AVmail: January 13, 2003

  • E-Mail this Article
  • View Printable Article
  • Text size:

    • A
    • A
    • A

Reader mail this week about CNN Coverage of Air Midwest 5481, Don Brown's Column, yakking about the Yak story, and much more.

Blue Ribbon Report on Airtanker Safety

The videotaped catastrophic failure of two airtankers last summer dramatically highlighted an industry long in need of reform. The recent Blue Ribbon Panel Report on Airtanker Safety did an excellent job of listening to and reporting on the concerns of many within the industry. The resultant USFS permanent grounding of all C-130A and PB4Y Airtankers was long overdue.

Now where do we go from here? The money required to properly fix this failed low bid contract system will explode an already burgeoning USFS Fire and Aviation budget. Is USFS leadership willing and able to properly fix this system?

The safest solution that quickly resolves the most issues would be to turn the entire Federal fixed wing airtanker program over to the US Air Force Reserves and Air National Guard. Why should the taxpayer pay twice for what the government can do once? The Guard and Reserves have been supplementing the USFS contract airtanker fleet for years using MAFFS (Modular Airborn Fire Fighting System) equipped C-130s. Their safety record is outstanding. Recent developments in delivery systems makes the Modular System very effective. Pentagon planners have many more C-130s in their inventory than desired. Even with today's full plate of international affairs, many Guard and Reserve units are scrambling for missions to fulfill. Forty aircraft would cover the entire Continental U.S. and Alaska fire fighting mission.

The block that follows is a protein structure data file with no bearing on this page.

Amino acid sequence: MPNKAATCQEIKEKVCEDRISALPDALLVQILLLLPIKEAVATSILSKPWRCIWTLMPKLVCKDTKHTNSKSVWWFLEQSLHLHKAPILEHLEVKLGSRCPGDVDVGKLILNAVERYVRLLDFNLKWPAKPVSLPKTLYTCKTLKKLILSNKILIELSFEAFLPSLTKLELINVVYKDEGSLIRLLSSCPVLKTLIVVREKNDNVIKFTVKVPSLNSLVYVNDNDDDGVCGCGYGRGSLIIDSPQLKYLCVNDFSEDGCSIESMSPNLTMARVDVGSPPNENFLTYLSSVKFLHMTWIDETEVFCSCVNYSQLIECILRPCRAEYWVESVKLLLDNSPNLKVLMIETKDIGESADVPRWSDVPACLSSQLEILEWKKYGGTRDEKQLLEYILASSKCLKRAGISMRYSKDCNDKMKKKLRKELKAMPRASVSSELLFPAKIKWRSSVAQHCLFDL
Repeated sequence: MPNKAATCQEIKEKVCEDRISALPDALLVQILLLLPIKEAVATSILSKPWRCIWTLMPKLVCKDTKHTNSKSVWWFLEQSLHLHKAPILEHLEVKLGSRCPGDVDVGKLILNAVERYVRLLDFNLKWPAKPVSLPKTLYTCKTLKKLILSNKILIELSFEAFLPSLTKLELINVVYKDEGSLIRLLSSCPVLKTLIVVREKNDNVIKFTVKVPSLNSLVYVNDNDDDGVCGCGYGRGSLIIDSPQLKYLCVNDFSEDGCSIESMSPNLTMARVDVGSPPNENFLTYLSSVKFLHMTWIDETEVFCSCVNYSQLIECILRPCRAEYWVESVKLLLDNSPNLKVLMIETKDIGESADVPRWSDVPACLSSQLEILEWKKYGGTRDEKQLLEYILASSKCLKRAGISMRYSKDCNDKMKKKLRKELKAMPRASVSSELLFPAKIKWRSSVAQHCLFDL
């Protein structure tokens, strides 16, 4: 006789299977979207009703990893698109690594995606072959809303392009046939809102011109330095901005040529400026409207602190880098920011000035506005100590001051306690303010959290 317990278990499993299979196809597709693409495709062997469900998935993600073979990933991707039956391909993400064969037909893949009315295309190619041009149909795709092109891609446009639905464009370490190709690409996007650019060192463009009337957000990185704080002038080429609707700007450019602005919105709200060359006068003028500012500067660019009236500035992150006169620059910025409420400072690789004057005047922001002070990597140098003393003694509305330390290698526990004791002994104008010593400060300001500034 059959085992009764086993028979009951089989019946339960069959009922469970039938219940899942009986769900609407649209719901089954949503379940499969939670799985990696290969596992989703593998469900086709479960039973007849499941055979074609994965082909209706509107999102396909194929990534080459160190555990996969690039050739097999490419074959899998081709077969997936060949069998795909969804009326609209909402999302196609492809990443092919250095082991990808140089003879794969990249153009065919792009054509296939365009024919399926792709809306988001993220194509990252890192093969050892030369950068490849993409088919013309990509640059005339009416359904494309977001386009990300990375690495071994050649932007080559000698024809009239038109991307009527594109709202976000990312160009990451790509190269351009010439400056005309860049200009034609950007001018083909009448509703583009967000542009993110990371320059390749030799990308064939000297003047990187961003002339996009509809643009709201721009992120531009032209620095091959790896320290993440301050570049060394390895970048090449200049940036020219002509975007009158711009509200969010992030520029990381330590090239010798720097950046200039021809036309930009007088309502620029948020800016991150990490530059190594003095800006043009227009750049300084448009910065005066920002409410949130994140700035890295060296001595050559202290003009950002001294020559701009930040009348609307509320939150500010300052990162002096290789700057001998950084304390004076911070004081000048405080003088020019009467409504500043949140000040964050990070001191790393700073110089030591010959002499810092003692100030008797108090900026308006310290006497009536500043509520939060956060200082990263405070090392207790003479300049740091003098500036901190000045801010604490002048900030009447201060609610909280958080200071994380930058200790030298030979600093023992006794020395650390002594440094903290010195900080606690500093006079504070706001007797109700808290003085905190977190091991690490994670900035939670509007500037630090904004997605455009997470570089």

By using the Reserves and Air National Guard to fly this critical homeland defense mission you would get the airframes, equipment, training, maintenance, resources and leadership unparalleled to anything the USFS could ever afford, and get the job done right!

Most importantly this would end the failed, low bid, blood money USFS contract system that has over the last 40 years cost 156 aircrew lives (200% of the fleet) and give the U.S. taxpayer the best, safest return on investment.

Juan Browne

Independent Instruction Shunned by Insurance Companies